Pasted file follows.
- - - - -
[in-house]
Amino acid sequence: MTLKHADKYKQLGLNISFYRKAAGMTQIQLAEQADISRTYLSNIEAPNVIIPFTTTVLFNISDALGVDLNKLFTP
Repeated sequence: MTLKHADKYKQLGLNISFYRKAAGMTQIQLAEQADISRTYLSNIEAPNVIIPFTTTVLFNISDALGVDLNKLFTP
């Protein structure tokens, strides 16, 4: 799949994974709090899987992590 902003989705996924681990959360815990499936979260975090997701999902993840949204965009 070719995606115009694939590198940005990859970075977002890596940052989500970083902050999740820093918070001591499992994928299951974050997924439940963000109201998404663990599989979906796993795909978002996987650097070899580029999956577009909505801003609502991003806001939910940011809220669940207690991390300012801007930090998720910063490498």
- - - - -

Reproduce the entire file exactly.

[in-house]
Amino acid sequence: MTLKHADKYKQLGLNISFYRKAAGMTQIQLAEQADISRTYLSNIEAPNVIIPFTTTVLFNISDALGVDLNKLFTP
Repeated sequence: MTLKHADKYKQLGLNISFYRKAAGMTQIQLAEQADISRTYLSNIEAPNVIIPFTTTVLFNISDALGVDLNKLFTP
């Protein structure tokens, strides 16, 4: 799949994974709090899987992590 902003989705996924681990959360815990499936979260975090997701999902993840949204965009 070719995606115009694939590198940005990859970075977002890596940052989500970083902050999740820093918070001591499992994928299951974050997924439940963000109201998404663990599989979906796993795909978002996987650097070899580029999956577009909505801003609502991003806001939910940011809220669940207690991390300012801007930090998720910063490498």